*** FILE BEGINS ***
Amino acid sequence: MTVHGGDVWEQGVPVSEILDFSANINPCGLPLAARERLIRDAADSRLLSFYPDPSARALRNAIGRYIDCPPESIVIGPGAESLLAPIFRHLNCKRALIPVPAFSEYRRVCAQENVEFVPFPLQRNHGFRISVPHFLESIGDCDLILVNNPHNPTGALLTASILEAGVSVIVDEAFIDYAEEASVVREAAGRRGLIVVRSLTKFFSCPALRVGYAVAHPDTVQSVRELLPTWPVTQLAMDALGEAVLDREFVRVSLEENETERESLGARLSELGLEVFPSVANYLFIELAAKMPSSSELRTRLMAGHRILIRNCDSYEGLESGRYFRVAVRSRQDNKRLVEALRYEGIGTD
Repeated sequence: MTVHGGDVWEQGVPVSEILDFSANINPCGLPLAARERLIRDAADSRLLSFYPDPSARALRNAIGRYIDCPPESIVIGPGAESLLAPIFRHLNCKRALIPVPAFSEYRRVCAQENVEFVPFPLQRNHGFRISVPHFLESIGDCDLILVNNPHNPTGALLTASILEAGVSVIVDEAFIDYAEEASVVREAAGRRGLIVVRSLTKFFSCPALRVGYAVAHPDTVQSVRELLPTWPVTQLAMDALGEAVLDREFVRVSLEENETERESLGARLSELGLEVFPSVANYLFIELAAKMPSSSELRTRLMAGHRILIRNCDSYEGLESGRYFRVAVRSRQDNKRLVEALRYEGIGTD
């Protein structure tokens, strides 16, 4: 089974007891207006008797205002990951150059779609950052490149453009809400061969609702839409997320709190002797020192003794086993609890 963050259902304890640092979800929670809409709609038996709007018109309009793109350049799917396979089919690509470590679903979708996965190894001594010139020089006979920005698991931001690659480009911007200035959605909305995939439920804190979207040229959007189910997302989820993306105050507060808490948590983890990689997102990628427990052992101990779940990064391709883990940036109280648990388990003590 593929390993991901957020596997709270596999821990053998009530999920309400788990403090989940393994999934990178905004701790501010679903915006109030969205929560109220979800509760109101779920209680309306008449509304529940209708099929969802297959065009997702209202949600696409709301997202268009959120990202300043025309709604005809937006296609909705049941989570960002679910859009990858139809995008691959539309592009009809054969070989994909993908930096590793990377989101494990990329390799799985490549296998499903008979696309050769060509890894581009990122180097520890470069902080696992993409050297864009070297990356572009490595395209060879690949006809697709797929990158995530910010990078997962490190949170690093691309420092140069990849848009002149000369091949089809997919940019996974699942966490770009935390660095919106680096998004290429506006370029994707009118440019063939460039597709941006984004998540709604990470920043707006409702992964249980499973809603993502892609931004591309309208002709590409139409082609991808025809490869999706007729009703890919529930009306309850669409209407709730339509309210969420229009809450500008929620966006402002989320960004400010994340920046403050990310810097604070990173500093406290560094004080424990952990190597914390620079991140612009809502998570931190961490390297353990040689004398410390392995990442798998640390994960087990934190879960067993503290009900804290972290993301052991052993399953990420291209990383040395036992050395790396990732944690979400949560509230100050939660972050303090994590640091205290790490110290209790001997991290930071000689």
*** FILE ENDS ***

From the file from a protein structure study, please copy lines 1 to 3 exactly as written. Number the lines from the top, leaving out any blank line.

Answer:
Amino acid sequence: MTVHGGDVWEQGVPVSEILDFSANINPCGLPLAARERLIRDAADSRLLSFYPDPSARALRNAIGRYIDCPPESIVIGPGAESLLAPIFRHLNCKRALIPVPAFSEYRRVCAQENVEFVPFPLQRNHGFRISVPHFLESIGDCDLILVNNPHNPTGALLTASILEAGVSVIVDEAFIDYAEEASVVREAAGRRGLIVVRSLTKFFSCPALRVGYAVAHPDTVQSVRELLPTWPVTQLAMDALGEAVLDREFVRVSLEENETERESLGARLSELGLEVFPSVANYLFIELAAKMPSSSELRTRLMAGHRILIRNCDSYEGLESGRYFRVAVRSRQDNKRLVEALRYEGIGTD
Repeated sequence: MTVHGGDVWEQGVPVSEILDFSANINPCGLPLAARERLIRDAADSRLLSFYPDPSARALRNAIGRYIDCPPESIVIGPGAESLLAPIFRHLNCKRALIPVPAFSEYRRVCAQENVEFVPFPLQRNHGFRISVPHFLESIGDCDLILVNNPHNPTGALLTASILEAGVSVIVDEAFIDYAEEASVVREAAGRRGLIVVRSLTKFFSCPALRVGYAVAHPDTVQSVRELLPTWPVTQLAMDALGEAVLDREFVRVSLEENETERESLGARLSELGLEVFPSVANYLFIELAAKMPSSSELRTRLMAGHRILIRNCDSYEGLESGRYFRVAVRSRQDNKRLVEALRYEGIGTD
């Protein structure tokens, strides 16, 4: 089974007891207006008797205002990951150059779609950052490149453009809400061969609702839409997320709190002797020192003794086993609890 963050259902304890640092979800929670809409709609038996709007018109309009793109350049799917396979089919690509470590679903979708996965190894001594010139020089006979920005698991931001690659480009911007200035959605909305995939439920804190979207040229959007189910997302989820993306105050507060808490948590983890990689997102990628427990052992101990779940990064391709883990940036109280648990388990003590 593929390993991901957020596997709270596999821990053998009530999920309400788990403090989940393994999934990178905004701790501010679903915006109030969205929560109220979800509760109101779920209680309306008449509304529940209708099929969802297959065009997702209202949600696409709301997202268009959120990202300043025309709604005809937006296609909705049941989570960002679910859009990858139809995008691959539309592009009809054969070989994909993908930096590793990377989101494990990329390799799985490549296998499903008979696309050769060509890894581009990122180097520890470069902080696992993409050297864009070297990356572009490595395209060879690949006809697709797929990158995530910010990078997962490190949170690093691309420092140069990849848009002149000369091949089809997919940019996974699942966490770009935390660095919106680096998004290429506006370029994707009118440019063939460039597709941006984004998540709604990470920043707006409702992964249980499973809603993502892609931004591309309208002709590409139409082609991808025809490869999706007729009703890919529930009306309850669409209407709730339509309210969420229009809450500008929620966006402002989320960004400010994340920046403050990310810097604070990173500093406290560094004080424990952990190597914390620079991140612009809502998570931190961490390297353990040689004398410390392995990442798998640390994960087990934190879960067993503290009900804290972290993301052991052993399953990420291209990383040395036992050395790396990732944690979400949560509230100050939660972050303090994590640091205290790490110290209790001997991290930071000689």